Another alumnus writes an email to administration asking JMU to confirm or deny what Fox News alleged about the training in its article.
“I need to assess if my alma mater has actually sanctioned the bigoted, gross-generalizations, allegedly presented by staff coordinators Jessica Weed and Jennifer Iwerks, OR, if there is a malevolent conspiracy afoot to smear JMU’s good name,” he writes.
And one more alumnus responds with a plea: “Someone just showed me an article by Jessica Chasmar from Fox News. Please tell me that it is misreporting and/or way out of context.”
In an email from Bradley Newcomer, a JMU professor and the former Honors College dean, he recognizes the precarious nature of the moment — and the need to shore up the university’s internal defenses. He writes Aug. 20 to Coltman, referencing “diversity” elements in JMU curriculum:
“We are preparing an internal statement in case something ‘arises’ this year with any of our curricular components … Yesterday’s FOX news item just emphasized to us the importance of being ready in case we get pushback.”
For JMU, it would take an external statement — and one that garnered criticism of its own — to begin to attempt to answer the “pushback” Newcomer referenced in his email.
After a myriad of emails and phone calls over a period of not even 24 hours, JMU responds publicly Aug. 20 with an in-tandem written message from Alger and a video message from Miller. 
The video statement from Miller is both an apology for and revocation of the training — an attempt by the university to thread the needle of maintaining support for diversity measures while distancing itself from the training. For Alger’s part, he writes that JMU values and respects “individuals of all backgrounds” while recognizing that the conversations around DEI are “necessary,” yet “difficult and at times uncomfortable.”
Miller opens the video with a message speaking on diversity, saying, “It is important that we make JMU a place that is inclusive of all people and welcomes everyone to be Dukes,” and that, “I believe that privilege is a reality.”
But in the same two-minute video, he counterbalances the point, issuing both a university-level apology and a renouncement of the training.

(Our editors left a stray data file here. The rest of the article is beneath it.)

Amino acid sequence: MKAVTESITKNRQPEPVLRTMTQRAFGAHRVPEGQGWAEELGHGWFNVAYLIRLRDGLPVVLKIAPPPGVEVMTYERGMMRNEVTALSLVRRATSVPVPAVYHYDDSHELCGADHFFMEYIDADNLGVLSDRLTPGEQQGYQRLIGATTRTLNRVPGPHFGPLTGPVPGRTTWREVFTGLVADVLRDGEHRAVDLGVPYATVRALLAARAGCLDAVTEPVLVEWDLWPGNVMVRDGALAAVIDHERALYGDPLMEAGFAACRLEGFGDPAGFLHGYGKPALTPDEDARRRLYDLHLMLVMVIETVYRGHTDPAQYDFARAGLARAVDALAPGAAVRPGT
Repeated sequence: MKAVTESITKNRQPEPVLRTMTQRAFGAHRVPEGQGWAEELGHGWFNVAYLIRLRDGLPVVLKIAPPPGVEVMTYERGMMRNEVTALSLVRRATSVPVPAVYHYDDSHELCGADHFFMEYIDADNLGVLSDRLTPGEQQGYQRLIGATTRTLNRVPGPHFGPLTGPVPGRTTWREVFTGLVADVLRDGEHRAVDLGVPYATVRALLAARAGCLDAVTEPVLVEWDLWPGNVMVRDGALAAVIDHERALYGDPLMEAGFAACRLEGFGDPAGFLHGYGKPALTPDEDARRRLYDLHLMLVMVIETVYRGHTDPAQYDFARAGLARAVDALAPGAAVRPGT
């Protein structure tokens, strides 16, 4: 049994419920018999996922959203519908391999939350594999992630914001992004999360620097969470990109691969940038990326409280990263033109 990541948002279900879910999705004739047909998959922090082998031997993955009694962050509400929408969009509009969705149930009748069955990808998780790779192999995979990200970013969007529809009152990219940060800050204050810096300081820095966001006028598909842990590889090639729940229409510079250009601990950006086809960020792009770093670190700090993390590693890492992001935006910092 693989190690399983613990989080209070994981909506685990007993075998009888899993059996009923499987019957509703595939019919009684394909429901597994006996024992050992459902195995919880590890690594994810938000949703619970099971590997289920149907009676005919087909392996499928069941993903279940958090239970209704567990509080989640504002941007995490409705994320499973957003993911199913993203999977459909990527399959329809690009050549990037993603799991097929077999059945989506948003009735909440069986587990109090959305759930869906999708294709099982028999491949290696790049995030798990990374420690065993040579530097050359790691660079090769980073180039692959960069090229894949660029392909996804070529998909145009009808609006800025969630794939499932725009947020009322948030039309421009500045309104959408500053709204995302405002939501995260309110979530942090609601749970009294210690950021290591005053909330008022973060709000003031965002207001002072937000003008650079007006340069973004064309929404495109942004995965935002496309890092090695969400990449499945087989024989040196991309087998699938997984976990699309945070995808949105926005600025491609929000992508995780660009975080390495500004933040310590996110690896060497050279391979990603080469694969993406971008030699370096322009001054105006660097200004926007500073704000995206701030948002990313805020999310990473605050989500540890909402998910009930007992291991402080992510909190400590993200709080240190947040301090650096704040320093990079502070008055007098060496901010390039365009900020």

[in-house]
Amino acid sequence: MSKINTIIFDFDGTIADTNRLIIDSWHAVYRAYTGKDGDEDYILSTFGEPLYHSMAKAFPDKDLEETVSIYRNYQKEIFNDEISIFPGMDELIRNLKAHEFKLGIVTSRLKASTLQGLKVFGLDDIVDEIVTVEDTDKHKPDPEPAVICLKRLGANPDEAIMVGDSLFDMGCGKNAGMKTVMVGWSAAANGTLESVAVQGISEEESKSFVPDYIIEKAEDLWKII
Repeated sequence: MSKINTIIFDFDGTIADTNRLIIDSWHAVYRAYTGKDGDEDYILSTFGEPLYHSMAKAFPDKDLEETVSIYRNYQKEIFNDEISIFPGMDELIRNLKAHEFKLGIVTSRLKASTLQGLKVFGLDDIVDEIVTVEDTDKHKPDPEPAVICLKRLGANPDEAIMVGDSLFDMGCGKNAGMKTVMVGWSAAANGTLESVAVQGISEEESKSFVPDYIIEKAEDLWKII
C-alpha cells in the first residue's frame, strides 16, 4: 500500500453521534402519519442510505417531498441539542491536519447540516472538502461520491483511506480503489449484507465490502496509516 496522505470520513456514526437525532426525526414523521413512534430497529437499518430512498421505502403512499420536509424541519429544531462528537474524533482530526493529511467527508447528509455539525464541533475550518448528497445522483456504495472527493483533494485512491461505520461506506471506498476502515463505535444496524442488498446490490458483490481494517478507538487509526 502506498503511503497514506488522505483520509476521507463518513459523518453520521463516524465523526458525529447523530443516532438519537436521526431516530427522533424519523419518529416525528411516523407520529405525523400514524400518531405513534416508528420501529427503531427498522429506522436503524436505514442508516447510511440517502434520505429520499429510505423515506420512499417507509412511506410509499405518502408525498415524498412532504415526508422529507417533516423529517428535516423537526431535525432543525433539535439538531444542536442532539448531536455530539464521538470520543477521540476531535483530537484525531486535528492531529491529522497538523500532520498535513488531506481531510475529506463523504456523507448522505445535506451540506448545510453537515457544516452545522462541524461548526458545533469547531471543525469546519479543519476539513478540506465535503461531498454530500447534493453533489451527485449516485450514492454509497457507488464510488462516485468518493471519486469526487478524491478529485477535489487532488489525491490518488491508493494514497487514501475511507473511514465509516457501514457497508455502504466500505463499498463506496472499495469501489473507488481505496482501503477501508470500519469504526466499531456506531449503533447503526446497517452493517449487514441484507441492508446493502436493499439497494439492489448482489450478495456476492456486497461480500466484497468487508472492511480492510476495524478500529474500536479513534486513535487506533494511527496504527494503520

“We have to continue to learn and ensure that when we teach about difference, we don’t also target or belittle any community or individual,” Miller says in the video. “I apologize for the impact [the training] has had on so many members of our community, and I will dedicate my efforts to make sure we learn from this experience.”
This comes in the video after the announcement only seconds prior that the training had been paused “based on the feedback [JMU] received.” Though Miller says the university “[appreciates] the voices [they’ve] heard recently,” those voices were often harshly critical and only occasionally supportive of a belief in positive change at JMU.
The video and message would draw their own line of critique, re-stoking the fire of which Fox News lit the flame. 
In the days following the publication of both the Fox News article and JMU’s video response from Miller, critique would continue to come from both outside the university and within its own ranks. And on top of criticism of the video, emails from those angry about the training continue to pour in unabated.
On the day Fox News published its article, some community members expressed their approval for the training but disagreed with the way JMU handled it. 
Dawn Miller, executive assistant in the Office of the Vice President for Student Affairs, sent an email to Tim Miller and Vass on Aug. 23 that says an alumnus has called requesting to speak to Tim Miller. She says this alumnus supported the DEI training and was “disappointed that JMU sent out an apology so early.”
Another alumnus emailed Tim Miller to share his support and support from other alumni. The email said he was saddened by the pulling of the training and it was “​​a real disservice to our students and faculty” to stop the training. 
“As I’m sure you are aware, the path you and the University were on was going to cause some discomfort,” the email said. “As a society we need to power through that discomfort in the name of equality and justice. At the end of the day the University is trying to turn out the best citizens we can and I feel with this move we are really letting them down.” 
However, most of what the university hears is nothing short of antagonistic. Several parents addressed university leadership directly in their emails. A JMU parent of a current student says in an email to Tim Miller that she won’t tolerate “teaching race bias towards ANY race.” She also addresses his video response to the training, saying:
“In your more recent video you claim that you believe privilege is real. I would agree privilege is real, however it is not inherently due to skin color. This backwards, racist thinking will only divide, not improve our society and should not be taught in any organization; most especially one I am paying for my child to attend.”
Another JMU parent writes the following in an Aug. 22 email to Tim Miller:
“I will not spend a 100K plus per child to attend a college that believes on any level that race is the prism through which all aspects of American life are judged and, categorizing individuals into groups of oppressors and victims.”
One more JMU parent who says she’s the mother of a junior at JMU delivers her point simply in an email Aug. 26 to Mast and Mike Davis, executive advisor to President Alger, writing, “Why can’t this university just do what you’re paid to do… TEACH?” 
That parent writes the following to the Office of the Dean of Students: